And let's throw in one more. We know deregulation is where so much good can happen. We are hearing about how there could be legislation that would scale back bank stress testing. Now let me be clear on this. You don't need that legislation to pass. All you need is for the regulators not to be so darned tough. If they give a pass to the banks, then the banks can pay bigger dividends and buy back more stock than we currently think possible.

Oh, and one more thing, there's no way the Fed will stay on the sidelines if it thinks Trump is going to bust the budget. We could get three or four rate hikes and that would be fantastic for the banks. They've been trading down on the prospects of fewer rate hikes. Now they go up on the prospect of more!

Sometimes the stars really do align because of Trump's potential prowess or the damage he can do to the budget, if you want to be all negative about it.

Today, for example, we saw big moves in the industrials that would so benefit from repatriation, lower corporate tax rates and stronger growth. That's how a Cummins (CMI) , the big engine maker, can rally so hard on what looked to be a so-so quarter. I can't believe that one's at a 52-week high. Watch 3M (MMM) , I think that can break out here. Same with Honeywell (HON) . Jeez, let's go downscale with Cliffs Natural (CLF) , the iron ore company, which reported a good quarter and saw its stock zoom 17% as if it were taken over.

You see bank leader JPMorgan (JPM) , which had been stalled, taking off and running. Remember, we get a bunch of rate hikes and it can make as much as $3 billion more than currently thought.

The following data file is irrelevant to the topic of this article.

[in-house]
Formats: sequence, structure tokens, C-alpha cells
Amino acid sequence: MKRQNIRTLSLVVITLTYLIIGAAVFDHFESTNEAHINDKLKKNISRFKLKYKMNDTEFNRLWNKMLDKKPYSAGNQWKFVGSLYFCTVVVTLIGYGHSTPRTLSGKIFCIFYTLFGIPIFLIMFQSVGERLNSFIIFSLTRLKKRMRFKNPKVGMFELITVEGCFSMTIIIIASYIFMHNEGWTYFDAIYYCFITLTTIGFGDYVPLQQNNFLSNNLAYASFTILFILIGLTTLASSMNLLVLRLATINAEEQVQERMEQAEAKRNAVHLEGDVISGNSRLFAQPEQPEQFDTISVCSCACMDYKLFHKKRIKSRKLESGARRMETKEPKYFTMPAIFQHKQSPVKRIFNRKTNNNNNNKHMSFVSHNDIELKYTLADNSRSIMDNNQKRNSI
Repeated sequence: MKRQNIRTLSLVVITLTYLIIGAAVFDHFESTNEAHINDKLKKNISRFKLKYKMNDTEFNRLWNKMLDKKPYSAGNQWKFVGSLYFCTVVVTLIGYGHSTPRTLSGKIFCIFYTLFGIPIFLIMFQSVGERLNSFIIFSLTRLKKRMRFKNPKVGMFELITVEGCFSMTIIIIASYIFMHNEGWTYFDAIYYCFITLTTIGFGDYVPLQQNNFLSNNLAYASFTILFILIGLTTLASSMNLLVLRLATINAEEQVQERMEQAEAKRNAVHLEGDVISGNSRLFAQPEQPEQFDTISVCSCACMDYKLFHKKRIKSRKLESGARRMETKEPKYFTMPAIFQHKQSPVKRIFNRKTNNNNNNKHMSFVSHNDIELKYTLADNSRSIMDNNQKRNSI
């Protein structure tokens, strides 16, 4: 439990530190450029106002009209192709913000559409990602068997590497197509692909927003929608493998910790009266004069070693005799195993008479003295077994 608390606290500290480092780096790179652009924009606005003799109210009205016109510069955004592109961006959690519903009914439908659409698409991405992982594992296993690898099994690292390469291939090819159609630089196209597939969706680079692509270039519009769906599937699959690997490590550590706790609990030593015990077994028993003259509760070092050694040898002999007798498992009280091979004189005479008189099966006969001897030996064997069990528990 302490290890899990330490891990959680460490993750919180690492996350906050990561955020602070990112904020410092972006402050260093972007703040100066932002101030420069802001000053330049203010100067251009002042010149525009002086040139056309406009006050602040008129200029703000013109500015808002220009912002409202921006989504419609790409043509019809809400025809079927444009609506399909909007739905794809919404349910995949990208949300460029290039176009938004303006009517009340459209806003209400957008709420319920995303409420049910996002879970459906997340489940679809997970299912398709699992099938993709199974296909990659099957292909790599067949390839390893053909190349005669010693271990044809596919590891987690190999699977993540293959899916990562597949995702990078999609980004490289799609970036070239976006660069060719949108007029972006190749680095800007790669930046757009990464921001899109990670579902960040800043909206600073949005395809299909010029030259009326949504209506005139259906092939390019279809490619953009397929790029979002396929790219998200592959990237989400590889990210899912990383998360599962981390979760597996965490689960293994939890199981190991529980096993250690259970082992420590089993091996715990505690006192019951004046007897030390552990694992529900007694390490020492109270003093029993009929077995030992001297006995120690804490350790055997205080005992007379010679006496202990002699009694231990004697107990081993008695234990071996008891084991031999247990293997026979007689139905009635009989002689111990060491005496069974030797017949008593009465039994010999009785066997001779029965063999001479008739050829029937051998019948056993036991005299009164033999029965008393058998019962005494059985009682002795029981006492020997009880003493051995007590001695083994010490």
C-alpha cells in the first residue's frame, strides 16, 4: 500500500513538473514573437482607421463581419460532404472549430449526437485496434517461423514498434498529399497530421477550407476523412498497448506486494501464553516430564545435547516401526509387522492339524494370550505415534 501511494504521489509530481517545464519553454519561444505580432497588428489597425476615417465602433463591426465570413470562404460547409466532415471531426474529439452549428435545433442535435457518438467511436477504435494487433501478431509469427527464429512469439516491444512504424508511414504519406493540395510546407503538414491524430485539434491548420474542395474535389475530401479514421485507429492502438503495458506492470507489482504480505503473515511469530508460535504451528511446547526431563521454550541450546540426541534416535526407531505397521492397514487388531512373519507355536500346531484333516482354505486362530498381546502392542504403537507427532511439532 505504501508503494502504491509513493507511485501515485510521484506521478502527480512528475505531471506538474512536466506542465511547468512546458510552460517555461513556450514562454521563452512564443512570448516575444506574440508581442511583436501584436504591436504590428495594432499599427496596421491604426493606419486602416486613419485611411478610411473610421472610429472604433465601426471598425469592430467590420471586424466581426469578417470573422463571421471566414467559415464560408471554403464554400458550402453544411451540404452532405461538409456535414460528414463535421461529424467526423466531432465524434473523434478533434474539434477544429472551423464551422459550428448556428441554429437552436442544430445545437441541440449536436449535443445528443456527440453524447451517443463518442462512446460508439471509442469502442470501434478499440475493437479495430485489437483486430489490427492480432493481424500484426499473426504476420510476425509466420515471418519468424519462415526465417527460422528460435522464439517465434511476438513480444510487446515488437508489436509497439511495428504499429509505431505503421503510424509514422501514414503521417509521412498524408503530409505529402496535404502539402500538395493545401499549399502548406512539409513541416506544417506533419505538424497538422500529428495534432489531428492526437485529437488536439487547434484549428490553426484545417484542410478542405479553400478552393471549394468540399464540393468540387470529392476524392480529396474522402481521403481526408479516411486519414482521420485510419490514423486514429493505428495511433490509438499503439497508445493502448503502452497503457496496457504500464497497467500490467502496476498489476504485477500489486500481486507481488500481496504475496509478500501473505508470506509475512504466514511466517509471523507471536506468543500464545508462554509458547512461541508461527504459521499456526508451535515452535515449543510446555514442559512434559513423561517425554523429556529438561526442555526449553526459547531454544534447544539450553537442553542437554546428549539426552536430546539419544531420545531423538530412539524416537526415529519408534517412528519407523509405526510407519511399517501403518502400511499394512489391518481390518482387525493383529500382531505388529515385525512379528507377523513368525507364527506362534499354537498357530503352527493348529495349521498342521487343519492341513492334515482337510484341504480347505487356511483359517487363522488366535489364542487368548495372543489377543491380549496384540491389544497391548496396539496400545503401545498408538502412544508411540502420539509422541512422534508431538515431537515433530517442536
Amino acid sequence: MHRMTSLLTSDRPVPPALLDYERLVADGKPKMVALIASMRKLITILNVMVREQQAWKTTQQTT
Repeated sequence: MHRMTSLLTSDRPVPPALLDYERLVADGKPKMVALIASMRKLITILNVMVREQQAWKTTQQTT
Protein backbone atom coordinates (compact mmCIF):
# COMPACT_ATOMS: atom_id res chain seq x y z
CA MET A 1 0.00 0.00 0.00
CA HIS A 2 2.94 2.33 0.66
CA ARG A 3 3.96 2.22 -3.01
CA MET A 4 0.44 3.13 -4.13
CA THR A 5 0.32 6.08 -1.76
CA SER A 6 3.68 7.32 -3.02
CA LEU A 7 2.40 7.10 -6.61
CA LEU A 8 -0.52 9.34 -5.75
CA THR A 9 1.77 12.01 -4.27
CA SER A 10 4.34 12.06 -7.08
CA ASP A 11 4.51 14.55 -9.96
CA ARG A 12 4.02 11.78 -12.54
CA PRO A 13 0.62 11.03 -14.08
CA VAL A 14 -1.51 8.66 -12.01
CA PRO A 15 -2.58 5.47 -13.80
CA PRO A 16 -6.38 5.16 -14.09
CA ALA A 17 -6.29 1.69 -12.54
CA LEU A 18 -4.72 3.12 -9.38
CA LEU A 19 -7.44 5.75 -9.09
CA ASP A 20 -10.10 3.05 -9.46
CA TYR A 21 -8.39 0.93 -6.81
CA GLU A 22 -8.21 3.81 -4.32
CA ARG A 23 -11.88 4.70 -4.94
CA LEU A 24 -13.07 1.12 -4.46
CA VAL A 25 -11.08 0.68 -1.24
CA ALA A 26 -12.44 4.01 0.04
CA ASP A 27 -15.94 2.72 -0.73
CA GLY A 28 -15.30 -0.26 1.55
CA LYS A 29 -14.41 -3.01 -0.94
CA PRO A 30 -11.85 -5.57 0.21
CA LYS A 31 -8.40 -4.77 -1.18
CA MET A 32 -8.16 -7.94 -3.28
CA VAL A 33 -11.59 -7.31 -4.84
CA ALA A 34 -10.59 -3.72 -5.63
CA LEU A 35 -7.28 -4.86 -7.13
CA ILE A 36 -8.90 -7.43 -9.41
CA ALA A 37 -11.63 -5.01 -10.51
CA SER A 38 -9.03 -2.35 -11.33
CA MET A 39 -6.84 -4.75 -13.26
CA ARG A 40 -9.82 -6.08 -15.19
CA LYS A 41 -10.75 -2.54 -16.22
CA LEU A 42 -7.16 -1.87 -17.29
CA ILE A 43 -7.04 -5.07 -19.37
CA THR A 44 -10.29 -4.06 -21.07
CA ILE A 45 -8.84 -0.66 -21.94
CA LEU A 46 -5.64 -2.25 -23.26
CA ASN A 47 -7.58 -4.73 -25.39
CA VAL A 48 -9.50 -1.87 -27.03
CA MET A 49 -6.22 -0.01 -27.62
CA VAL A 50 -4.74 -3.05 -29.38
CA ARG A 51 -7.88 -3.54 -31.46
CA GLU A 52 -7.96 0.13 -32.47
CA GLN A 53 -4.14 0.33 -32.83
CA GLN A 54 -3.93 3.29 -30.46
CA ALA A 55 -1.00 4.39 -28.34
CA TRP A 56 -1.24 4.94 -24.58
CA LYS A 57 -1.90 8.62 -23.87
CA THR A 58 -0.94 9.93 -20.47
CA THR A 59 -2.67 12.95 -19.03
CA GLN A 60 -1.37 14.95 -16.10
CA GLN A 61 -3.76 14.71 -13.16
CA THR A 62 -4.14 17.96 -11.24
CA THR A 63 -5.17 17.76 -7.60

And how about these retailers and apparel companies on the possibility of the failure of the border tax? What would you say to an all-time high for Cramer fave and Action Alerts PLUS holding Costco (COST) ? Or how about the big gain in Nike (NKE) ? Nike! Even Target's (TGT) stock is higher. 

A big rally in retail even takes things up that should be down, none other than Whole Foods (WFM) , which reported a disappointing quarter last night but is starting to get more rational about store openings, meaning it's no longer growing for the sake of growing.

Trump put his muscle behind the airlines, telling them he's not going to let foreign carriers with government backing take it to us. Boom, the group flies. Remember, we like Alaska Air (ALK) , great quarter the other day, and Southwest (LUV) , neither of which needs protection from foreign carriers. But they all move together even as American (AAL) and United Continental (UAL) are the ones that have been most disadvantaged.

And when things go right, they really go right. Today, following on yesterday's turn in oil, we got a second-day rally. Remember, when oil goes down, the U.S. drills less and even shuts wells. And the companies with the lowest-cost oil, like Pioneer (PXD) , soar, tacking on 11 points.

Alas, not everything rallies on a day like today. The stocks that have been climbing, the ones that don't need Trump's might, namely the FANGers, can't get out of their own way. Facebook's (FB) red-hot stock got hit, although some of that might be a spillover from the hideous Twitter (TWTR) quarter, as I wrote earlier. (Apple and Facebook are part of TheStreet's Action Alerts PLUS portfolio.) 

But in general, this is a day where the major chord is finance and that's music to the bulls' ears.

So, watch the bonds. They have become a referendum on Trump's plans for lower corporate taxes. When rates go higher, then you get that's instant beam up of the industrials and the banks. The rest, all gravy.

Random musings, club embers: Hope you enjoyed the AAPlus conference call today. Stay tuned for info about a replay if you missed it.